It Isn't Always Love at First Sight for New Parents

Earlier I was playing with my daughter: tickling, pulling faces and making funny noises. She was giggling away and that gorgeous grin and infectious laughter made my heart feel warm and overflowing with love for her. This wasn’t always the case though.

I still remember vividly the day she was born. I remember from the contractions till the moment she was placed in my arms. And I looked at the tiny bundle and felt… nothing. I wanted to say something profound or loving, but all I could say was “It’s a baby.”

I did everything I should. The first feed. The nappy changing. And so on. But I still didn’t feel that bond. I was exhausted, and I did what I had to. But it felt like a chore for this tiny creature who cried and pooped but whom I had no attachment to. I could see she was beautiful and cute. But she didn’t feel like mine, and I didn’t feel like hers. This continued.

I could appreciate her beauty, but I could not feel that bond I had felt almost instantly with my son. And I felt so guilty! She was my daughter. And I knew I would do anything for her, protect her with my life if need be, but I couldn’t give her the love she deserved. After failing at breastfeeding, the guilt continued. I started warming up to her and feeling the love, but I felt like she knew I was struggling, and liked everyone else more. I felt like the love I felt was getting there, but it was only one way. I cried about it and felt guilty again and again.

My diagnosis of postnatal depression (PND) lessened the guilt to a degree, and being on medication helped me feel better in myself. I started to believe also that maybe she did love me after all. I started to feel like I wasn’t the one at fault for how I felt, and I did feel better.

When she was around 6 months old I had this special moment where I was just spending time with her and suddenly I felt this overwhelming love for her wash over me. It was what I had expected to happen when I first met her, but for me took about six months. I cried tears of joy that day. I finally felt I was starting to recover from my PND and could build a relationship with my daughter.

When she was 6 months old and said her first word (It was “mama!”), it was such a proud moment for me because my little girl had spoken but also meant so much more because it really helped dissolve my fears about her not liking me as much. From then on our relationship got stronger and stronger and we have made it to today.

She is a year old on Saturday, and I could not love her anymore than I do. She is cheeky, gorgeous, strong and clever. I look at her and I am overcome with love. She is my little baby girl, and I love her with all my heart. Yes we may have had a rocky start, but we got there.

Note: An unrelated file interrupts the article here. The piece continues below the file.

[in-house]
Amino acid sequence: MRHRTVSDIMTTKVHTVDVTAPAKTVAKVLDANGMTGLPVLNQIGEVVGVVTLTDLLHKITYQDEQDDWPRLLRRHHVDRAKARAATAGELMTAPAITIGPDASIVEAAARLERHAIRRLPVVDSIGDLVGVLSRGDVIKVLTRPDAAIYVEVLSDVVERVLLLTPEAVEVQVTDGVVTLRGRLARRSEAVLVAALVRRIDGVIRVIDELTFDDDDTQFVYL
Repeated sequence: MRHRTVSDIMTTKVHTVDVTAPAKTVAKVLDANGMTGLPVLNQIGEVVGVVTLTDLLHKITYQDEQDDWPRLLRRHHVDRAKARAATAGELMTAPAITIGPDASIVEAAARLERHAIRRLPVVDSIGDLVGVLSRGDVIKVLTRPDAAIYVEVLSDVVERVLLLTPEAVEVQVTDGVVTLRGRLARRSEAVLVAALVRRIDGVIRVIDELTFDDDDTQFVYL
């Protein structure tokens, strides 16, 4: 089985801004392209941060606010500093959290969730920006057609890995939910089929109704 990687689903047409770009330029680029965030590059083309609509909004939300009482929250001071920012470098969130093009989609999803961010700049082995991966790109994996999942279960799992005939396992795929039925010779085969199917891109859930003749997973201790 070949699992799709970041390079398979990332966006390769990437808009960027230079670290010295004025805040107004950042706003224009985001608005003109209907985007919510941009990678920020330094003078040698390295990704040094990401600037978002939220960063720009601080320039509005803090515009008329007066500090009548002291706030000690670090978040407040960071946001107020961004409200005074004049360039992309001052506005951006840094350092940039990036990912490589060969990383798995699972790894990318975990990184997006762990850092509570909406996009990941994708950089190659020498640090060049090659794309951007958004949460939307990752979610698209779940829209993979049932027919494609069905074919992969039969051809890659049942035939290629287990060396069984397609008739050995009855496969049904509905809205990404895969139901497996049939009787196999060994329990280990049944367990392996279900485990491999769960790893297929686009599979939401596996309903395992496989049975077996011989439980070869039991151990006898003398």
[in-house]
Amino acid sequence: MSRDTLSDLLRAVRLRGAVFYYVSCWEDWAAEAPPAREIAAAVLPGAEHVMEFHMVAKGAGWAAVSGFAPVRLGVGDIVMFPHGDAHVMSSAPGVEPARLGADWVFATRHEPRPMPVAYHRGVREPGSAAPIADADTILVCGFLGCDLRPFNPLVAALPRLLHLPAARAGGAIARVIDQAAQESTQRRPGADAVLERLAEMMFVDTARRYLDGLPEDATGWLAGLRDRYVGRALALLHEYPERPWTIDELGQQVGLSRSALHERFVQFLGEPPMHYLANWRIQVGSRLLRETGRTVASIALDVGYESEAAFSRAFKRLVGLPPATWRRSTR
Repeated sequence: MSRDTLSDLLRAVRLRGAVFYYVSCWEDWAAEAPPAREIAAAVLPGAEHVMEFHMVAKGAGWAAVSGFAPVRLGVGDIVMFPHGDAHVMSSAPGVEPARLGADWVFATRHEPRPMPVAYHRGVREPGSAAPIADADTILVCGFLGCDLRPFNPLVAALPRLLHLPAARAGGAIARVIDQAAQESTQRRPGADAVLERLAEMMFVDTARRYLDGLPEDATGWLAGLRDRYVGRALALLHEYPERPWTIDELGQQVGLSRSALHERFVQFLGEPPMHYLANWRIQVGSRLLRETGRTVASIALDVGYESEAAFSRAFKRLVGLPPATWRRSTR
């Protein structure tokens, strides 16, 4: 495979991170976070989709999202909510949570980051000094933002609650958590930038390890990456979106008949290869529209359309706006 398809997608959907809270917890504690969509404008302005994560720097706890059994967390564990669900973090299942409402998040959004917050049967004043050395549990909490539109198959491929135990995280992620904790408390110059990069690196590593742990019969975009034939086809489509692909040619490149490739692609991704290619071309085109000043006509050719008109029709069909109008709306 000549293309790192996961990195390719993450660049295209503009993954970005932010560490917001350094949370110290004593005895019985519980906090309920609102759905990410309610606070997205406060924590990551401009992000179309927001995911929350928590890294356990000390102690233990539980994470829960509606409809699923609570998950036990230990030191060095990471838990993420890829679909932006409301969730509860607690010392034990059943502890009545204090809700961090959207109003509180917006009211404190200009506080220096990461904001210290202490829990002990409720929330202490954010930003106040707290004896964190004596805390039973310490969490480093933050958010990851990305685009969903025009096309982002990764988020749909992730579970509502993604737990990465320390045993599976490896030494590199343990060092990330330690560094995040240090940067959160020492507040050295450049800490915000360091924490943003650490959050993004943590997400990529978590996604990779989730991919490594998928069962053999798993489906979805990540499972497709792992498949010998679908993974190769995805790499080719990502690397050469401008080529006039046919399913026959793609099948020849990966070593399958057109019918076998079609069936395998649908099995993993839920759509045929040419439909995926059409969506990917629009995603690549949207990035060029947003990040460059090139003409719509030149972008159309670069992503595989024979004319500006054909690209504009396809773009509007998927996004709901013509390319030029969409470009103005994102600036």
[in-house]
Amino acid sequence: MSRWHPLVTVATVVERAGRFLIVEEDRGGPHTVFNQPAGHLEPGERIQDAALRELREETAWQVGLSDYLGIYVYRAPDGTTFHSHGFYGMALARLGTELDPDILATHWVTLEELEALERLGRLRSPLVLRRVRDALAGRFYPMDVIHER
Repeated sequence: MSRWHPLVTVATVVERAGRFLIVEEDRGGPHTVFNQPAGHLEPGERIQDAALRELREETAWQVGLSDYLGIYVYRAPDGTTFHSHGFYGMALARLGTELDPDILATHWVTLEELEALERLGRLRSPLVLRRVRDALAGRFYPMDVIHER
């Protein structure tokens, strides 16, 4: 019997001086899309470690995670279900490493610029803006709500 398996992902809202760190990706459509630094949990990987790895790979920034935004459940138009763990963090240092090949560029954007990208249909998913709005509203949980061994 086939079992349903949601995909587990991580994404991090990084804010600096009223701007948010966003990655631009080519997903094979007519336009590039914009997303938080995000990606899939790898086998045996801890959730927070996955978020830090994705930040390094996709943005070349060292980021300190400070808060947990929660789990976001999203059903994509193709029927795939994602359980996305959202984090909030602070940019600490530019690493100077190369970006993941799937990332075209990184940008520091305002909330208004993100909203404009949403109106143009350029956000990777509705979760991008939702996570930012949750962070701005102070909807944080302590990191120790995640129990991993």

If there are any mothers or fathers out there who are struggling to bond with your child, there is hope. It may not come over night, but keep going. It isn’t always love at first sight.

Image via Thinkstock.

Find this story helpful? Share it with someone you care about.

Related to Postpartum Disorders

Mother and child

The 3 Phases of My Postpartum Depression Journey

I was diagnosed with postpartum depression (PPD) when my daughter was 9 months old, but struggled during the entire first year of her life. Before I sought help and got treatment, I experienced different moods, emotions and thoughts I didn’t understand. Only when I was hospitalized, diagnosed and put on medication did I no longer [...]
Sleeping Baby and Mother

The Thoughts I Had After Having a Baby Didn't Make Me a Monster

Editor’s note: The following piece discusses intrusive thoughts. If you experience similar thoughts, there is help. Visit the International OCD Foundation for information about how to get support. One afternoon in January 2013, I gave birth to a beautiful daughter. She was five weeks early and small, but healthy. I was overjoyed to be her mother. [...]
Pregnant woman closes her eyes while sitting and leaning her forehead on her hand

When Depression Strikes Before the Baby Even Arrives

I texted my good friend a couple weeks ago and said, “I think I need to talk to someone. I am a mess. Can’t seem to shake it. Everything feels too hard, too overwhelming and too loud. Everyone seems too needy. I’m fantasizing about gardening and the odds of me taking up gardening are about [...]
mom holding her son's hands in the sunset

To My Son, as the Storm of My Postpartum Depression Is Passing

Dear Little Buddy, Your arrival into this world was complicated. When you burst forth into the sterile light of the operating room with loud, gusty cries, I cried with relief. Relief that the part of growing and building you was now complete. Yet, I had no idea I was in the midst of battling a [...]